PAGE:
Can Tavon Austin Develop Into the Rams’ Deep Threat?
We were often told as kids that television would “rot your brain” and that nothing good would come from technology. I have to say, though, I have learned a lot about life, work, and love from watching television -- specifically the show How I Met Your Mother.
Neil Patrick Harris’s character, Barney Stinson, imparts useful and sometimes crude life lessons to his friends, but the best advice the show has given is simple. One episode, for instance, shows the disappointment fallout of ridiculous expectations -- helping the audience to understand that sometimes things just are what they are, and that’s okay.
I wish the Los Angeles Rams and coach Sean McVay would have learned a little more from TV, because they are really barking up the wrong tree by trying to turn slot receiver Tavon Austin into a deep threat.
Can the Rams surpass “the possimpible” with Austin’s role conversion, or will this effort just be a slap in the face?
It’s no secret that the Rams need to develop some sort of deep passing threat in their offense. Per Pro Football Reference, the 2016 Rams attempted the second-fewest passes 20 yards or more downfield of any team, completing them at a middle-of-the-pack 38.2 percent first-down rate and giving up the fifth-most interceptions on them.
When going deep, Los Angeles has been mediocre at best and awful at worst.
Part of that is on the quarterback talent they had -- Case Keenum doesn’t inspire fear in anyone and Jared Goff has a long way to go -- but they also haven’t had wide receivers with the skillset to really do much long. Last year, the two receivers targeted downfield at the highest rate were Brian Quick -- who had a career catch rate below 50 percent up until the 2016 season -- and Kenny Britt, whose possession receiver profile should not be seeing 31.1 percent of his targets deep over the last three years.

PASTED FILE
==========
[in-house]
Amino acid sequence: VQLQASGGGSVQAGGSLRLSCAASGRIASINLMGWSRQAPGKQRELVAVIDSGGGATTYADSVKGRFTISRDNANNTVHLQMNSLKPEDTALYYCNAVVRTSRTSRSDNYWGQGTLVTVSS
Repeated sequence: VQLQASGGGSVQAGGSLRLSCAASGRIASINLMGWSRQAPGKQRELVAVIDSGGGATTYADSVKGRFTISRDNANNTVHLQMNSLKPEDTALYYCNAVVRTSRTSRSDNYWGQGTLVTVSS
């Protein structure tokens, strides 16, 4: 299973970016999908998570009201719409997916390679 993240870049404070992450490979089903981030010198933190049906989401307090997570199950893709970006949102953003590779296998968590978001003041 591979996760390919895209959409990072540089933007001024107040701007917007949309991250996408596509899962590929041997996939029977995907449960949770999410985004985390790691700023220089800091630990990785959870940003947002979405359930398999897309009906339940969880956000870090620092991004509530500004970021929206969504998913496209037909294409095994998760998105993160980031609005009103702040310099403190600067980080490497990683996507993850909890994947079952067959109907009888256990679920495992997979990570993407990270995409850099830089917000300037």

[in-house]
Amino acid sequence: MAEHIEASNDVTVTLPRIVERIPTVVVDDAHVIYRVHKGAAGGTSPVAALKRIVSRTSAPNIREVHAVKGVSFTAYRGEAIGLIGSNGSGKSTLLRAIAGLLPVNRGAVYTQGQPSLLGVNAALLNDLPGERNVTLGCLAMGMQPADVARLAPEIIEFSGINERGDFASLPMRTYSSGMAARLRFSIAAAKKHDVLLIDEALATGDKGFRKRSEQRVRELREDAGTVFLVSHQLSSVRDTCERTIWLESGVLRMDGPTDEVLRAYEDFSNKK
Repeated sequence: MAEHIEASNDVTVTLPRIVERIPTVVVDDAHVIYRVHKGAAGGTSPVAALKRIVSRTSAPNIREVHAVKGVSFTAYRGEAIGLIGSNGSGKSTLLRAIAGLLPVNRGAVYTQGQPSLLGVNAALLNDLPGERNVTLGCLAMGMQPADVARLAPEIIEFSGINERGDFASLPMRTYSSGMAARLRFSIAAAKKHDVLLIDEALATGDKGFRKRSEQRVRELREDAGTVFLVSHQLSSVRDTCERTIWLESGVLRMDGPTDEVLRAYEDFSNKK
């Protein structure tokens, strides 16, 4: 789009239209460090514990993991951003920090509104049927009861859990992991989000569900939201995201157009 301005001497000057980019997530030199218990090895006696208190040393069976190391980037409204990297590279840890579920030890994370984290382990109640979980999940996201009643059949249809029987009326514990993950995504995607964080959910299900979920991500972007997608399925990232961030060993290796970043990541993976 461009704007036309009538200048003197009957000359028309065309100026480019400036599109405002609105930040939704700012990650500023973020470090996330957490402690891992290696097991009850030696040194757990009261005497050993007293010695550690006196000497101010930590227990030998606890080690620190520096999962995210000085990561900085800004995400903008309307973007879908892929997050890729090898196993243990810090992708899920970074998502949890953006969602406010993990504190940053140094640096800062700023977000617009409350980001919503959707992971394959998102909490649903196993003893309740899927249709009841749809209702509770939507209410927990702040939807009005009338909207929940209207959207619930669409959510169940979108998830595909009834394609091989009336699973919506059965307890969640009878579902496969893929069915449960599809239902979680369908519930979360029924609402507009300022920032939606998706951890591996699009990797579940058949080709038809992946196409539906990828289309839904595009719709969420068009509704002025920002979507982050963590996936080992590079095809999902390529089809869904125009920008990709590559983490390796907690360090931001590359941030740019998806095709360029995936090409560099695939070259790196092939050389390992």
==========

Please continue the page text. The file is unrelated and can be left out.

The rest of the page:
This offseason both Quick and Britt walked in free agency, and the Rams replaced them with former Buffalo Bills possession receiver Robert Woods (12.1 career yards per reception; league average is 13.2) and rookie Cooper Kupp -- a Jordan Matthews-type wideout, only slightly smaller, much slower, and way less explosive.
Enter Tavon Austin.
Rabbit or Duck
Tavon may share the same last name as the protagonist of “The Six Million Dollar Man,” but Sean McVay has clearly been watching too much of the wrong show. According to interviews from OTA’s, McVay thinks we have the technology to rebuild the diminutive slot receiver and make him “better than he was before.”
He might be lucky to get to a six-dollar bid in fantasy auctions this year, let alone live up to his sort-of-namesake.
Still, McVay has insisted that Austin has the chops to convert from a gadget player and part-time speed slot to a DeSean Jackson-like vertical option. He sure has the physical comparison nailed, as D-Jax and John Brown are Austin’s best matches on MockDraftable based on their NFL Combine performances.
|Height||5' 8"||5' 10"||5' 10"|
|Weight||174 lbs||169 lbs||179 lbs|
Tavon is about as perfect a physical clone for these two deep threats as you could draw up. So why are we so sour on his chances of becoming something more than he is right now?